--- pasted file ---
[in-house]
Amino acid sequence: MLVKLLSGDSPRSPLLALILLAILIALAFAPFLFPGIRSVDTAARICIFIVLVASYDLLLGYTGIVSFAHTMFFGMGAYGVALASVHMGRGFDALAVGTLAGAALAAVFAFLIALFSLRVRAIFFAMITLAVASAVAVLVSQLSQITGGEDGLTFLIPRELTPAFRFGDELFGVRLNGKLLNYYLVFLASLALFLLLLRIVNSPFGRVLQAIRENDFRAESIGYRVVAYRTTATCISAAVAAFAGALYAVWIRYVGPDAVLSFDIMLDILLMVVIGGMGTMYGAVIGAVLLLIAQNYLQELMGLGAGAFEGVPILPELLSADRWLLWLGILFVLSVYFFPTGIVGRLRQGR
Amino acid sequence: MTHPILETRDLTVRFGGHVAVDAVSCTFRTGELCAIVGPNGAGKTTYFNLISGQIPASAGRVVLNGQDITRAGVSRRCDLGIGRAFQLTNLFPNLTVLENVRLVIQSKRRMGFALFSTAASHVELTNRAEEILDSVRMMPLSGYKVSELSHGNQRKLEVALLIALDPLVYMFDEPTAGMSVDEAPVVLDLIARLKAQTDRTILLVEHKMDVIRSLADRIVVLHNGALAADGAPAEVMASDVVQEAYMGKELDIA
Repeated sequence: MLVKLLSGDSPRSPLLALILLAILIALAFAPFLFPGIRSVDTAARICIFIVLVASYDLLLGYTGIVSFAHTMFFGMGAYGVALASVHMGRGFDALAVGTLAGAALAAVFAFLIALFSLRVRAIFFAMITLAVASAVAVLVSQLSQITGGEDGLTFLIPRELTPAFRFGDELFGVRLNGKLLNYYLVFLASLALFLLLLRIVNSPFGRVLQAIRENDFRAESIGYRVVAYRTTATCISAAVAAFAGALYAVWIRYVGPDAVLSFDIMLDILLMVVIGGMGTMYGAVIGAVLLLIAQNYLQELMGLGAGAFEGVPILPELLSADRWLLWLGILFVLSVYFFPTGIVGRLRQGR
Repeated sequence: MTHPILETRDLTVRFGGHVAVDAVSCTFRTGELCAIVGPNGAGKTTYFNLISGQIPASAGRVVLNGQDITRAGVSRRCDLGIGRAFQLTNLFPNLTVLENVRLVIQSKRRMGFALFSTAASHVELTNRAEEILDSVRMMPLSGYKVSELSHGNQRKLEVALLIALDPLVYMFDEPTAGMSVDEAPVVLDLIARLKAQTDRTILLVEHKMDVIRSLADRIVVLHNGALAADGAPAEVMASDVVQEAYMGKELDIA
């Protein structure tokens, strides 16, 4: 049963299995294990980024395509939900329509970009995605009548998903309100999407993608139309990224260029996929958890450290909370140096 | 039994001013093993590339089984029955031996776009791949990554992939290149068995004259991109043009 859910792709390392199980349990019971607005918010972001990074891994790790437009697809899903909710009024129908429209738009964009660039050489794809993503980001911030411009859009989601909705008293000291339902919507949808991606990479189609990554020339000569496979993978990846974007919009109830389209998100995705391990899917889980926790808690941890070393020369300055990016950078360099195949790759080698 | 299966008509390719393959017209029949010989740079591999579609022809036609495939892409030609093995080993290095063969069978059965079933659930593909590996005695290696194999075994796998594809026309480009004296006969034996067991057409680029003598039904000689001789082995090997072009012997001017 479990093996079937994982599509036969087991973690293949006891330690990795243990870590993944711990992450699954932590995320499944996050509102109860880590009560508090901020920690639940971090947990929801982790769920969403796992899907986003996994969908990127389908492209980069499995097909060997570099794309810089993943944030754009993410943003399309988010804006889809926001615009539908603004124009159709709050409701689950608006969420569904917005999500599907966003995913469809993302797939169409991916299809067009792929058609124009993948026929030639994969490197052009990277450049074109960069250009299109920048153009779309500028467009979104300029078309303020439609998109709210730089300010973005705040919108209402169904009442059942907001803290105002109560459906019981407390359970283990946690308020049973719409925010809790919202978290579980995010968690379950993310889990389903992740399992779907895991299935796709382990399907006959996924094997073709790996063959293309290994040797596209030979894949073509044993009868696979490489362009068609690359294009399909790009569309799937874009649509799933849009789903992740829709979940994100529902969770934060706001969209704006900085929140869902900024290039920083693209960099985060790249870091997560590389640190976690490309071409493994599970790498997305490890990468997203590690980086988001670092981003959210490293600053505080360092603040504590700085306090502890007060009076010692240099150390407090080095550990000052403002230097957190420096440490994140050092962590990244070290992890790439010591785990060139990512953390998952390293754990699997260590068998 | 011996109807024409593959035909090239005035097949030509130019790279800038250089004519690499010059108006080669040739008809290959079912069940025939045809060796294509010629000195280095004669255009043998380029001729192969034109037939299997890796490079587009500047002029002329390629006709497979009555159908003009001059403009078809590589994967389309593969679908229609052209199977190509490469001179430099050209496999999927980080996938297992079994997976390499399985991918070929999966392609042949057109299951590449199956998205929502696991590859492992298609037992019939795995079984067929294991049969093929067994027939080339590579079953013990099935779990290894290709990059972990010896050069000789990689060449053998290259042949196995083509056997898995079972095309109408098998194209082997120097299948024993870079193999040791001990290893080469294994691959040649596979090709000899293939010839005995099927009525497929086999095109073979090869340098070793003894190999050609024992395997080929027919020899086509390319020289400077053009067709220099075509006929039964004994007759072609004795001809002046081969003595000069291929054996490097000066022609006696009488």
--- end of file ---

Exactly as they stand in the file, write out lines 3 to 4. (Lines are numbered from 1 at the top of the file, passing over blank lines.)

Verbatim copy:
Amino acid sequence: MTHPILETRDLTVRFGGHVAVDAVSCTFRTGELCAIVGPNGAGKTTYFNLISGQIPASAGRVVLNGQDITRAGVSRRCDLGIGRAFQLTNLFPNLTVLENVRLVIQSKRRMGFALFSTAASHVELTNRAEEILDSVRMMPLSGYKVSELSHGNQRKLEVALLIALDPLVYMFDEPTAGMSVDEAPVVLDLIARLKAQTDRTILLVEHKMDVIRSLADRIVVLHNGALAADGAPAEVMASDVVQEAYMGKELDIA
Repeated sequence: MLVKLLSGDSPRSPLLALILLAILIALAFAPFLFPGIRSVDTAARICIFIVLVASYDLLLGYTGIVSFAHTMFFGMGAYGVALASVHMGRGFDALAVGTLAGAALAAVFAFLIALFSLRVRAIFFAMITLAVASAVAVLVSQLSQITGGEDGLTFLIPRELTPAFRFGDELFGVRLNGKLLNYYLVFLASLALFLLLLRIVNSPFGRVLQAIRENDFRAESIGYRVVAYRTTATCISAAVAAFAGALYAVWIRYVGPDAVLSFDIMLDILLMVVIGGMGTMYGAVIGAVLLLIAQNYLQELMGLGAGAFEGVPILPELLSADRWLLWLGILFVLSVYFFPTGIVGRLRQGR